In my opinion, William has the perfect attitude. “I spend a lot of time focusing on our marketing, and I’ve made a goal to maximize advertising dollars. I’m always willing to try new things, and spend the money to try it.”
Follow William’s advice and invest in market research! It could substantially pay off in the end.
If you’re wary about wasting money, then you should be proactive about identifying negative keywords. Negative keywords – the searches that you DON’T want your ads to appear for – will ensure that your ads don’t show up for irrelevant searches.
They are especially important when bidding on broad or phrase match keywords, and unnecessary to configure for exact match keywords since ads will only appear if the exact term is matched with the keyword search. For more on negative keywords check out this resource.
William found that adding negative keyword research to his PPC workflow not only saved him huge amounts of money, but it also improved his AdWords ROI.
Big-budget advertisers know how important negative keywords are for ROI
“I found negative keywords like ‘electrician shoes,’ ‘electrician gloves,’ ‘electrician knives,’ and ‘electrician tools.’ Since we do repairs and installations, every time we get a click for something like that it just wastes money,” he says. “For us it was thousands and thousands dollars per year we were wasting. It’s one thing to spend money and get relevant clicks, but another to spend money and get unqualified traffic.”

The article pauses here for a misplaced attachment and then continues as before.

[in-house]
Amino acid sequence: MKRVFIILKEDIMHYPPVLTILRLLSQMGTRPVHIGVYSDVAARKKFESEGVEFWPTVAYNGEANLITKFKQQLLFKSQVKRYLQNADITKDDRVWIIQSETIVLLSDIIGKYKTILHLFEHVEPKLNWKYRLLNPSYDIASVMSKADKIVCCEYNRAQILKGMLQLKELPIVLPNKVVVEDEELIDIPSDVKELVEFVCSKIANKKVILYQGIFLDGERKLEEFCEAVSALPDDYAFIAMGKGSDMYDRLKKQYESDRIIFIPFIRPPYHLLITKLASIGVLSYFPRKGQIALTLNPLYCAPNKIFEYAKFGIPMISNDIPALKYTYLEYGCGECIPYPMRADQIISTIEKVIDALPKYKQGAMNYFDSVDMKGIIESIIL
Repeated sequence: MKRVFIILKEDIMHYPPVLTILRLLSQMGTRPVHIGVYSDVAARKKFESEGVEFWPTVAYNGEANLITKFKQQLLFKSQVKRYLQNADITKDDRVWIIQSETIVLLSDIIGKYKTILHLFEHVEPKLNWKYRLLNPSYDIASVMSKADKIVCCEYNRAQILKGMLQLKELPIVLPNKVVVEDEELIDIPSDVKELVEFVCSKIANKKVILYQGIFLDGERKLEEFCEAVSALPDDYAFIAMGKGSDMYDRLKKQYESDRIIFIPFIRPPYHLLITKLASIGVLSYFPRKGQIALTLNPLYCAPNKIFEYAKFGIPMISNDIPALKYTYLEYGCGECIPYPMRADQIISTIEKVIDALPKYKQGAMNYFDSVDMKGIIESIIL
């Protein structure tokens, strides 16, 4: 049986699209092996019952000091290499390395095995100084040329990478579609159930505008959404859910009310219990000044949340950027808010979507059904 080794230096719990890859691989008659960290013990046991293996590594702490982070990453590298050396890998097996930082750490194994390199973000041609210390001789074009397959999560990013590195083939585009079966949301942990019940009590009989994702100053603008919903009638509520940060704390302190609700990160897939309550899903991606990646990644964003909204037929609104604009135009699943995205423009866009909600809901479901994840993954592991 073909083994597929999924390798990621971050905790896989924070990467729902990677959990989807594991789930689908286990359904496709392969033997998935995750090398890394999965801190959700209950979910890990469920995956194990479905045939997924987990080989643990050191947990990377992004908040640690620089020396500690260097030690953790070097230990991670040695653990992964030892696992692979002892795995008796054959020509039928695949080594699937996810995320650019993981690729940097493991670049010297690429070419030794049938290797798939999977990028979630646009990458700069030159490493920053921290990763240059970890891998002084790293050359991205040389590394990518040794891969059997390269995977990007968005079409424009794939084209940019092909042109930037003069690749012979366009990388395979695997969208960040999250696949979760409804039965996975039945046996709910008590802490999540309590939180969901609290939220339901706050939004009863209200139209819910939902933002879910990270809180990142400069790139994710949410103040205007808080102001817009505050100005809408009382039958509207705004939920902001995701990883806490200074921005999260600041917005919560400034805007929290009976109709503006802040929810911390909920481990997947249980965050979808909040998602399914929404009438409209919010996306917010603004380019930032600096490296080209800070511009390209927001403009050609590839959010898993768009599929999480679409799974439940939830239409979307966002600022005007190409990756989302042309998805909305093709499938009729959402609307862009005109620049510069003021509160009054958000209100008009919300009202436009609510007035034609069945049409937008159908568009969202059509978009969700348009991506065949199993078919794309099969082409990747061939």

After realizing how much money William was wasting he decided to streamline his process, and began using QueryStream, a WordStream Advisor tool that shows the exact keywords individuals are typing into Google to find his ads.
Those “Milwaukee” and “Wisconsin” search terms probably aren’t converting well
“QueryStream is the most helpful tool. I simply go on there every night, go through each campaign and go through the clicks we’re getting,” he says. “Then I go through and add in negatives throughout the whole campaign or even our whole Google Ads account. It makes it so simple to do, and it’s so much easier than trying to do it through Google Ads. Before we were wasting our budget. WordStream has allowed us to streamline our account, and really make our advertising budget work for us.”
While yes, managing online advertising can be quite difficult for people in this line of work since their main responsibilities lie elsewhere, the investment can significantly grow your business.
If you’re currently advertising on Google and curious as to how you’re doing, try our AdWords Grader for a free report!
Margot is a content marketing specialist at WordStream and nutrition graduate student at Framingham State. She loves all things digital, learning about nutrition, running, traveling, and cooking.
See other posts by Margot Whitney